We don't read or post nearly as much as we used to, but I think we can give ourselves some credit for at least still being here, lol. Thanks to everyone who's stopped by to chat with us over the years. Getting to connect with you has been the absolute best, and we're going to keep on reading and blogging away, even if it's at our current snail's pace, lol.

Tuesday, April 10, 2018

Review: I Have Lost My Way by Gayle Forman

I Have Lost My Way by Gayle Forman
I Have Lost My Way
By Gayle Forman
Publisher:
Viking
Format: eARC
Source: First to Read

To Sum It Up: Freya, Harun, and Nathaniel are three very different people leading three very different lives, but they do have one thing in common. They have all reached turning points and know they are on the edge of something. A freak accident brings them all together, and in each other, they begin to find the intangible piece that’s been missing from each of their lives.

Review: On the rare occasion when I read contemporary, Gayle Forman is my go-to author for the genre, and she hasn’t disappointed me yet. Her latest novel, I Have Lost My Way, is another page-turner, centered around three strangers who meet by what seems like chance. Thanks to her magical storytelling, though, Forman convinces you that these three characters were absolutely meant to find each other.

I Have Lost My Way has a fairly simple premise that belies how deep the characters and the story are. I should say “stories,” because the book not only follows the development of the friendship between the three main characters—Freya, Harun, and Nathaniel—but it also explores their individual backstories. The book switches between third person omniscient and first person narration. Through the latter, we learn how the title applies to each character.

Freya is an up-and-coming singer who mysteriously loses her voice in the middle of recording her debut album. Harun is nursing a broken heart but can’t tell anyone, especially his traditional parents, because no one knows he’s gay. Nathaniel’s character poses a bit of an enigma, but as the puzzle pieces fall into place, what emerges is a story that will shatter your heart.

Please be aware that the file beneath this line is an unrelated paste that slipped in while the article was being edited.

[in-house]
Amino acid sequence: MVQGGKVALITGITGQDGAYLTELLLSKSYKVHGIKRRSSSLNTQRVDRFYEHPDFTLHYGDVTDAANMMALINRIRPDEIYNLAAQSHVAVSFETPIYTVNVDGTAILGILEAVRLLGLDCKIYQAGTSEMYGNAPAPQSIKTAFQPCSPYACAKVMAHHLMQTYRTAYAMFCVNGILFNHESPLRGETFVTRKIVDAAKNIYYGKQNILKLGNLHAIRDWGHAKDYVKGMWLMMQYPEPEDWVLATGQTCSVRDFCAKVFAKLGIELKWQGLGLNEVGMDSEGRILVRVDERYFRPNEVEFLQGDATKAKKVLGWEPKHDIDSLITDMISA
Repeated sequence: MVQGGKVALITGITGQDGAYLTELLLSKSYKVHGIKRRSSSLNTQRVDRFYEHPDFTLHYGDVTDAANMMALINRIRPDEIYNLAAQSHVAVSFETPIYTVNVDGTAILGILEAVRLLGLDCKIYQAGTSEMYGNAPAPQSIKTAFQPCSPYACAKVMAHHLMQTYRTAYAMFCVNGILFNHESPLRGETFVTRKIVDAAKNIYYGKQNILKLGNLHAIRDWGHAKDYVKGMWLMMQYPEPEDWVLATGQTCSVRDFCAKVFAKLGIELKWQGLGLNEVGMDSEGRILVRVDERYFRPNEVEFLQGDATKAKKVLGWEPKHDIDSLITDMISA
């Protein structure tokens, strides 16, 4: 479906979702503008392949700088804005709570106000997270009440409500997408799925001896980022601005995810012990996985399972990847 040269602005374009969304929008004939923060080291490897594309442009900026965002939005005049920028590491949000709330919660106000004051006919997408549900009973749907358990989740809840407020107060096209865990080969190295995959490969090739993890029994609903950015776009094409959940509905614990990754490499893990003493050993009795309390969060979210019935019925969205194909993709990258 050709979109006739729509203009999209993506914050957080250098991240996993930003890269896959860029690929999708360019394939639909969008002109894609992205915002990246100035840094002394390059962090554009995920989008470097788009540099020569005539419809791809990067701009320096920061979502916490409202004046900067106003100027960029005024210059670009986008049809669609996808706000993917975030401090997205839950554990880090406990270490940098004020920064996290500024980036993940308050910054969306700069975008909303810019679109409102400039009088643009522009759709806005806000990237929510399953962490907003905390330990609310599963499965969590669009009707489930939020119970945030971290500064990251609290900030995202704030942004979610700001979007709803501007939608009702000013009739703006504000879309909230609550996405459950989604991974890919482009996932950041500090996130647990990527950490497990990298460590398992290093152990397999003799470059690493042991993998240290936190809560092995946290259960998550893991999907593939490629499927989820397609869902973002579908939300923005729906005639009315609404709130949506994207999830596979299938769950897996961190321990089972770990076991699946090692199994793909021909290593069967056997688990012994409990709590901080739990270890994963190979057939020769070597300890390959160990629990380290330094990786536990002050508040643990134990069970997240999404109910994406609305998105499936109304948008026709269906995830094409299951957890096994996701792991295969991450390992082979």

It’s been a while since a book captured my attention almost instantly and held it all the way to the last page. I devoted every spare second I had to reading this and was reluctant to put it down whenever real life called. Gayle Forman is so gifted at writing characters you feel compelled to read about and care about. I also loved her beautiful portrayal of the diversity that makes New York the greatest city in the world (in this native New Yorker’s not so humble opinion). If you enjoy exquisite storytelling with characters so authentic they could step right out of the pages, then this book is a must-read.

All in All: Another winning novel from Gayle Forman. Contemporary usually isn’t my cup of tea, but her books, including this one, are always compulsively readable.

Monday, April 2, 2018

Review: A Conjuring of Light by V.E. Schwab

* This review may contain spoilers for the previous books in the series.

A Conjuring of LIght by V.E. Schwab
A Conjuring of Light (Shades of Magic #3)
By V.E. Schwab
Publisher:
Tor Books
Format: Hardcover
Source: Purchased

To Sum It Up: With the shadow king Osaron on the verge of taking control of Red London and all of its people, Kell, Lila, Rhy, and Alucard race to discover a way to stop him. They find themselves bargaining with shady figures, making unlikely allies, and sacrificing whatever is necessary in order to stand even the smallest chance against Osaron. As unstoppable as the shadow king seems, though, his weakness may be underestimating the determination of those fighting to save Arnes.

Review: I may have set a personal record for longest amount of time taken to read a book while reading A Conjuring of Light. It took me about five months from start to finish. This had absolutely nothing to do with the book itself and everything to do with my mindset due to all the goings on outside the world of books. Finally, though, I found myself with some time to get reacquainted with this novel, and once I dove back into its fantastic world of magic, multiple Londons, and a many-sided coat, I devoured the remaining pages, reading more in two days than I had in almost two months.